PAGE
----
In these meetings I think about the silent majority: A group which doesn't belong to an association or have a paid lobbyist.  They are a group of Iowans willing to pay taxes with the expectation that those dollars are being used responsibly.  This group is willing to chip-in and help out but they don't want to be used as simply a checking account.

As Iowa begins correcting its budget problem I am growing concerned of Congress's willingness to negotiate plans for three states to declare bankruptcy.  Legislators in these states have offered no roadmap for improving their budgets.  Politicians either refuse to accept the reality of their budgets or spending has become an addiction to them.  Ultimately, taxpayers in states like Iowa will foot the bill for bailing out states with politicians who forgot there is a "no" button right next to the "yea" button.

Senator Shawn Hamerlinck

District 42

SPRINGFIELD, IL (01/31/2011)(readMedia)-- Approximately 20 Illinois Army National Guard Soldiers will be recognized Feb. 5 by the National Guard Bureau Freedom Salute Campaign for their sacrifice and service in support of Operation Enduring Freedom. The ceremony will be at the Illinois Military Academy at Camp Lincoln in Springfield at 11 a.m.

Soldiers of BEST (Bilateral Embedded Staff Team) A5 returned in October after being mobilized in January 2010 in support of Operation Enduring Freedom. They joined the Polish Land Forces before arriving in Afghanistan and worked as a joint unit during the course of the mobilization. The Soldiers are from various parts of Illinois and were selected for the mission based on their training and skills.

The Soldiers were embedded with Task Force White Eagle, which saw more combat action than any other Polish unit since World War II. Task Force White Eagle completed 32 operations, including five air assaults and multiple dismounted infiltration missions. Most missions were completed with the help of the Afghan National Security Forces from the Afghan Uniform Police, National Directorate of Security and the Afghan National Army.

The Soldiers assisted the Afghan government to extend its authority across the country, performed security operations and helped stabilize the war-torn nation. The Soldiers also mentored and supported the Afghan National Army and supported Afghan government programs to disarm illegally armed groups.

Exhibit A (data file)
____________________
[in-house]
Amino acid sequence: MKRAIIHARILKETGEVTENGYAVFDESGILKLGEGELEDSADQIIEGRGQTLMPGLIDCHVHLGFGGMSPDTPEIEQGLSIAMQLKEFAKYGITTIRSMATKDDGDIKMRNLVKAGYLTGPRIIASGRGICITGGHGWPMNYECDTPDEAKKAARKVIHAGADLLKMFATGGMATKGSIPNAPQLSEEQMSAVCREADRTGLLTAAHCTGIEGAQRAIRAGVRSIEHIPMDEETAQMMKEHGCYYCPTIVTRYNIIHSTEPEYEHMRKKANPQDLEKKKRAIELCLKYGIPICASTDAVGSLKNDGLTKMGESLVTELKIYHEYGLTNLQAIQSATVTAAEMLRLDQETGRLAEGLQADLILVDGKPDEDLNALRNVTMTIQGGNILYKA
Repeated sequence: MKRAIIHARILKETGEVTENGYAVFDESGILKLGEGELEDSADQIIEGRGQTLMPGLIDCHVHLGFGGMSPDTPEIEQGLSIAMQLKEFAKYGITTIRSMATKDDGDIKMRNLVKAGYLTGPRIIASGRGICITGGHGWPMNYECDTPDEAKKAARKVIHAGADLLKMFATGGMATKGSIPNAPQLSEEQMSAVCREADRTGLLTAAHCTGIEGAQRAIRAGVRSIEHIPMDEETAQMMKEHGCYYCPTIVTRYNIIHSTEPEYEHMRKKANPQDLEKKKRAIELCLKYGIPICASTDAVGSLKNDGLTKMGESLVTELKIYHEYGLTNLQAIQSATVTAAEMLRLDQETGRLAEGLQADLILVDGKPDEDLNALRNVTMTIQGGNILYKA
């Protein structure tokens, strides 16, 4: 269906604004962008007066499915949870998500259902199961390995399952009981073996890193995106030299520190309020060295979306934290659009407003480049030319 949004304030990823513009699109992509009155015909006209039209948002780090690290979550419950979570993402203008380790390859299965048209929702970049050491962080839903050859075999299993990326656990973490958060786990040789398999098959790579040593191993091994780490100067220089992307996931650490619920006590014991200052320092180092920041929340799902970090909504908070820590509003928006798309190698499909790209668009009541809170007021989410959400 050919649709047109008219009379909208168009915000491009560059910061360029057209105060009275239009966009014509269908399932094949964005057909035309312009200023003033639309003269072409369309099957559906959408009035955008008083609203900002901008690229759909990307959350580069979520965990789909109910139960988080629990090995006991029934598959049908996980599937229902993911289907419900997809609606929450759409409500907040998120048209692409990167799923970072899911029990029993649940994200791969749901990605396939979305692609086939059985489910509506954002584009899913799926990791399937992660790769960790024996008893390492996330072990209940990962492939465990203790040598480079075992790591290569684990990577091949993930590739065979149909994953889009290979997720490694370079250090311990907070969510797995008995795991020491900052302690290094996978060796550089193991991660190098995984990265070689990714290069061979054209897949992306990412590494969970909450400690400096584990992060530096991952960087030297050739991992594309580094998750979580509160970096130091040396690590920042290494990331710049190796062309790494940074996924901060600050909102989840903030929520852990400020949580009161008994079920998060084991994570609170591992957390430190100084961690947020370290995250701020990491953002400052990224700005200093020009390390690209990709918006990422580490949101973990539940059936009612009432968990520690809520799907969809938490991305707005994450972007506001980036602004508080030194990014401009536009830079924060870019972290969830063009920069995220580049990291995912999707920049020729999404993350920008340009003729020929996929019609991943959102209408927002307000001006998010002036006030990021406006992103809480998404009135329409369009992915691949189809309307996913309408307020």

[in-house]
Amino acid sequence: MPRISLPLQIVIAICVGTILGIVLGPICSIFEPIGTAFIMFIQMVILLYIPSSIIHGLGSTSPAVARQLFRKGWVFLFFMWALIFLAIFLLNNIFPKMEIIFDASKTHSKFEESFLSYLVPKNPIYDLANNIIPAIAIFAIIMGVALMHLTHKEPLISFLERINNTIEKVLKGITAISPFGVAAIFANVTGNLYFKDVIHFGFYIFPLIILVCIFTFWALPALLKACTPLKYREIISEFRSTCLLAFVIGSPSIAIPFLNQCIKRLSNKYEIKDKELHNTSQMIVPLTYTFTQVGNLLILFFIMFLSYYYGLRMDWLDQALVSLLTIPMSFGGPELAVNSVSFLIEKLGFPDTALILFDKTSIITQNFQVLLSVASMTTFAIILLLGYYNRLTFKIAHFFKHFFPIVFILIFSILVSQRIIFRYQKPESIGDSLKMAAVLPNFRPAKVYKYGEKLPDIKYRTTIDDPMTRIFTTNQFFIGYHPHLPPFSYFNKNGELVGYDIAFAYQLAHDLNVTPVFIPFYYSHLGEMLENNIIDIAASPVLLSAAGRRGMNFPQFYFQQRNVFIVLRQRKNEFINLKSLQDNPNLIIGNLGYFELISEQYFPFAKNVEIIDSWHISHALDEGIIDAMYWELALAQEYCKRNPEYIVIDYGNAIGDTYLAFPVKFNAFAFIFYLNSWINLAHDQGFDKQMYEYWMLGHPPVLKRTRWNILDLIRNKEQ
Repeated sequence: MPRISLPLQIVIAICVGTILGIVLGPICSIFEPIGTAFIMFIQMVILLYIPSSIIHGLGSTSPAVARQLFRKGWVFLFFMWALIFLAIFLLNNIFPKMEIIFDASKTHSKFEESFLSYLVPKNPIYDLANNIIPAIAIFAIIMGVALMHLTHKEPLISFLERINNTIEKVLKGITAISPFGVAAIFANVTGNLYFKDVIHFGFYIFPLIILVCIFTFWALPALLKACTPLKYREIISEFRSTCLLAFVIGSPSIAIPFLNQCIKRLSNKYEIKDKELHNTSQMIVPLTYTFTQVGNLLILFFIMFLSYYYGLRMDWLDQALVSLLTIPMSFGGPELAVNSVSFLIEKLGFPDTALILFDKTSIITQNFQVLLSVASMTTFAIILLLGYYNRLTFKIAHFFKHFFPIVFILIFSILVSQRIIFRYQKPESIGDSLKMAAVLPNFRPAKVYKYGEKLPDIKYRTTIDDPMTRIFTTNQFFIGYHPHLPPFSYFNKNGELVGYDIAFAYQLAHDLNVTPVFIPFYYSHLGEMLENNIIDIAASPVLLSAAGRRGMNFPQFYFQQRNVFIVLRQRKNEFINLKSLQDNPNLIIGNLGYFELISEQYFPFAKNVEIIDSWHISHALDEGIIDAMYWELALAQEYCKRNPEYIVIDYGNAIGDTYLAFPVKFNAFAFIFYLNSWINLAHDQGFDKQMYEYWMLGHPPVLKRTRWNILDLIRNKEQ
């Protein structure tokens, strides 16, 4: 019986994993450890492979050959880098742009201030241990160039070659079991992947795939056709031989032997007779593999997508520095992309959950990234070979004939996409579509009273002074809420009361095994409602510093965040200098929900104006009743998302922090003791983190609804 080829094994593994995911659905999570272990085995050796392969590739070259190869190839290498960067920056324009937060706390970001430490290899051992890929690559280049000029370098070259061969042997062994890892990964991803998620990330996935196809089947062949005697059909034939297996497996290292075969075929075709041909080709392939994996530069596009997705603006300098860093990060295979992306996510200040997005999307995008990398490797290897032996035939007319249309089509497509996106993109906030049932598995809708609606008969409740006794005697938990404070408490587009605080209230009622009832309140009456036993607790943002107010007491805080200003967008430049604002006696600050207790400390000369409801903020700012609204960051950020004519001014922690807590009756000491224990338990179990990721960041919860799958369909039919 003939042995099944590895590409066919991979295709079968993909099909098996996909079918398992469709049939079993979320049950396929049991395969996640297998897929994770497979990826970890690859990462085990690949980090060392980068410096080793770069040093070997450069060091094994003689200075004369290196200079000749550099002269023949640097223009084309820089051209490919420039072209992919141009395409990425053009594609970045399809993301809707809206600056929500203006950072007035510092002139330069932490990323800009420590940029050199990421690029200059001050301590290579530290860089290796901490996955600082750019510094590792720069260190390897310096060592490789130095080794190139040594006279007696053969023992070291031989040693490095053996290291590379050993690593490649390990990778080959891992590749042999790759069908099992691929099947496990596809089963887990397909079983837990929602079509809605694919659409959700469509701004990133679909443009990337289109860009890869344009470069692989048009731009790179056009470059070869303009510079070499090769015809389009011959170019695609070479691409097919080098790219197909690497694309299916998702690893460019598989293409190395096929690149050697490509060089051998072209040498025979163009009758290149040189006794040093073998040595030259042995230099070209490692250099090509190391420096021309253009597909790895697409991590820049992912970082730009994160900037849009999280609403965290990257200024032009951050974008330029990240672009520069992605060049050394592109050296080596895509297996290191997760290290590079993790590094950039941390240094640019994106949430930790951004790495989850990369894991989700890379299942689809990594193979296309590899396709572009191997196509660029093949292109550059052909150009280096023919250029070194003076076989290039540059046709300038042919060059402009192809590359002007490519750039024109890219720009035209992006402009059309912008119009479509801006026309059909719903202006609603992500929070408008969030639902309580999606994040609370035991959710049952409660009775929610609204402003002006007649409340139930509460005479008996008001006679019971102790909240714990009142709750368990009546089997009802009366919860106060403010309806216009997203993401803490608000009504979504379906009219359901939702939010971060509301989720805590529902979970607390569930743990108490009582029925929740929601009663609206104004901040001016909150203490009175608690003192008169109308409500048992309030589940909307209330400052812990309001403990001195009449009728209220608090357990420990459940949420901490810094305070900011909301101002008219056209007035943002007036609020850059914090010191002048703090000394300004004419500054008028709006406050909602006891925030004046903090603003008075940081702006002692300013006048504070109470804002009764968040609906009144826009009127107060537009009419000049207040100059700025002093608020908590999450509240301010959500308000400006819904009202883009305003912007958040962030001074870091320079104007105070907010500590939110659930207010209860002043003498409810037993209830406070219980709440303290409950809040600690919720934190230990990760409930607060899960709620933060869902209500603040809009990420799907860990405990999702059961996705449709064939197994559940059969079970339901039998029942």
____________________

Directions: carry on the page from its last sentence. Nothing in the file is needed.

The Freedom Salute Campaign program is a small way to show these patriotic citizen-Soldiers, their families and employers how much their sacrifice is appreciated. On behalf of the National Guard Bureau, the Illinois Army National Guard will present each eligible Soldier with an encased American Flag, as well as a sequentially-numbered

commemorative coin, certificate of appreciation and lapel pin. Families will also receive items recognizing their support and sacrifice.

The Freedom Salute Campaign is one of the largest Army National Guard recognition endeavors in history. It is designed to publicly acknowledge Army National Guard Soldiers and those who supported them while deployed.

News media attending the event should arrive at least 30 minutes prior to the ceremony and are required to notify the Public Affairs Office by 3 p.m. Feb. 4 or they will not be granted access onto Camp Lincoln. For more information call the Public Affairs Office at 217-761-3569.


Law Providing State-Level Rights Takes Effect July 1, 2011

WASHINGTON – The Human Rights Campaign, the nation's largest lesbian, gay, bisexual and transgender (LGBT) civil rights organization, today applauded Illinois Governor Pat Quinn for signing into law the "Illinois Religious Freedom Protection and Civil Unions Act." The signing ceremony is planned for 4 p.m. central time today.  Couples may begin obtaining civil unions and enjoying the state-level rights and responsibilities of married couples on July 1, 2011.